Tuesday, June 1, 2010

Produce Worth Buying Organic

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Have you ever found yourself standing in the produce section of the grocery store and almost fallen over when you see the prices of organic produce? I know I have. I really want to feed my family only organic, pesticide free fruits and vegetables, but the high price of many of these items has forced me to go with the conventional produce. I always feel bad, but what else can you do?

Well there are a couple of things you can do. The first is to become familiar with the Dirty Dozen List for deciding what fruits and vegetables are the most contaminated and worth spending the extra money on.

1. Celery
2. Peaches
3. Strawberries
4. Apples
5. Blueberries
6. Nectarines
7. Bell Peppers
8. Spinach
9. Kale
10. Cherries
11. Potatoes
12. Grapes (Imported)

Thankfully there is also a list of the Clean 15.

1. Onions
2. Avocados
3. Sweet Corn
4. Pineapples
5. Mangoes
6. Sweet Peas
7. Asparagus
8. Kiwis
9. Cabbage
10. Eggplant
11. Cantaloupe
12. Watermelon
13. Grapefruit
14. Sweet Potato
15. Honeydew Melon

There are also things you can do to help offset the price of buying organic. The first of which would be to cut back on convenience foods and non essential items such as soda, cookies, and other junk food that we really don't need anyway. You will have more money to spend on the good stuff when you start learning to either do without or make your own convenience foods.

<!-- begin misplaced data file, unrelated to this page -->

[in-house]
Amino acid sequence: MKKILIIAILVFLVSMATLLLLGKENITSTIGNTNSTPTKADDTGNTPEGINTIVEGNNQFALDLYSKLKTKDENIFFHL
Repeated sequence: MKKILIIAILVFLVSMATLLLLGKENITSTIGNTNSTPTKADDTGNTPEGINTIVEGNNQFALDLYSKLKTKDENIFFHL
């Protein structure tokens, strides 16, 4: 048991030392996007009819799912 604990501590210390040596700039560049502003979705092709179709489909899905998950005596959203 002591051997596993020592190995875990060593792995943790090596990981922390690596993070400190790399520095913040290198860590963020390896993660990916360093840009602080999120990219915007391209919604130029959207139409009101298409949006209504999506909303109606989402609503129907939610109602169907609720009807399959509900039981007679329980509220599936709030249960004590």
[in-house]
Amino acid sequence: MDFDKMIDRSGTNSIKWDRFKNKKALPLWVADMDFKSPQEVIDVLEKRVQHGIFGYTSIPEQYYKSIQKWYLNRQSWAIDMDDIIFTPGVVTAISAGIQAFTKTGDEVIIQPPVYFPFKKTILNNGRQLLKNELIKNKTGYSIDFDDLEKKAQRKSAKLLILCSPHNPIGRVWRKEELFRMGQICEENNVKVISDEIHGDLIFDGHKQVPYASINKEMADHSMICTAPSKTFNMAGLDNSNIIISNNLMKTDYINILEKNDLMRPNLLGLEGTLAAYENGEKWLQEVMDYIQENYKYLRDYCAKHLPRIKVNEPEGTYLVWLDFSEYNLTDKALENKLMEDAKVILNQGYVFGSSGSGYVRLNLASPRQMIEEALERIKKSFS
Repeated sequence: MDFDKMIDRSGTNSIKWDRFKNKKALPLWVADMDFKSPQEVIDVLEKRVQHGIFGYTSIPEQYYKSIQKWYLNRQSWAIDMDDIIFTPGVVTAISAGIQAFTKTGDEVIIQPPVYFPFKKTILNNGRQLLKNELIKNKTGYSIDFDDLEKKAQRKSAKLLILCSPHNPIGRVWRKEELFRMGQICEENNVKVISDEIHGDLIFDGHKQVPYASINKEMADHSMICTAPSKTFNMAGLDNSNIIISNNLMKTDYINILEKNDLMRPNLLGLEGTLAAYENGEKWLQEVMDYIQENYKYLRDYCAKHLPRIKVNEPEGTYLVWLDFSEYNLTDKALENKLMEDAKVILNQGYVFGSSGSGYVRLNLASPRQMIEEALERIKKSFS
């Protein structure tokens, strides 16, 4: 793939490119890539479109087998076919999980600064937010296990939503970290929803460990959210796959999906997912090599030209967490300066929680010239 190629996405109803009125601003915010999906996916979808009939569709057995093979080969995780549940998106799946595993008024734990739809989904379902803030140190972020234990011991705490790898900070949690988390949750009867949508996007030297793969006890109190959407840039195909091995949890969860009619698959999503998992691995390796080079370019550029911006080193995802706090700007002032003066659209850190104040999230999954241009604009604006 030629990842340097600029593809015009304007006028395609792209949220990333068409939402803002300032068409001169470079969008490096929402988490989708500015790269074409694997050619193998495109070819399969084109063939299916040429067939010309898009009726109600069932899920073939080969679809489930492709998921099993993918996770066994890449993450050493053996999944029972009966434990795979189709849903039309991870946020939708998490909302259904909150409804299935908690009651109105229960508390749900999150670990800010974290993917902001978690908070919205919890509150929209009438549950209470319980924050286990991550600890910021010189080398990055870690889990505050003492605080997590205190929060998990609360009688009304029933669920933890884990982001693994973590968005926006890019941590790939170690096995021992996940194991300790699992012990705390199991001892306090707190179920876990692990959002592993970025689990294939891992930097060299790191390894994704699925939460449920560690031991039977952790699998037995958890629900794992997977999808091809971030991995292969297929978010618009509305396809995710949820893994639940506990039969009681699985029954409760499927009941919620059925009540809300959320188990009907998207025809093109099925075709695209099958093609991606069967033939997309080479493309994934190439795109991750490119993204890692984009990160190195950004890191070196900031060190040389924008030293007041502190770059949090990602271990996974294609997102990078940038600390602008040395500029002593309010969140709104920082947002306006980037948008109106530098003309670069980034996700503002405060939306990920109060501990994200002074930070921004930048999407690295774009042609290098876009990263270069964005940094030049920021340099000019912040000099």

Another option is to buy your produce locally and in season at farmers markets. Get to know your the farmers around you. Many of them grow organically, but can not technically call it organic because they are not certified organic growers. Often you can get a deal from farmers when you buy in bulk. You are also getting the freshest and best tasting food when you are buying this way.

You should always wash your produce when you get it home to remove any residual chemical residue and other contaminants. One of the best ways you can do this is with baking soda. All you need to do is sprinkle some on your food and scrub while you rinse. It is the safest way I have found to clean produce.

The last option for reducing cost is to grow your own. You will always know what has been put on it while growing. It is cheap and easy to get it when you need it. Even if you think you don't have room for a garden container gardens can produce a surprisingly large amount of food. So even if all you have is a small patio or balcony you can grow your own food.

Hopefully this gives you some ideas to help you decide where and how to obtain the freshest, healthiest produce for your family.


  1. What an excellent article. I get frustrated all the time with the price of organic foods. This is so helpful!!!

  2. I agree mostly with the lists the exception being corn on the clean list. So much Corn is now Genetically Modified that I only buy organic. Just a personal view. Love your site! Just found it today.

  3. Thanks so much!! This was very helpful! I never knew to put baking soda on fresh produce!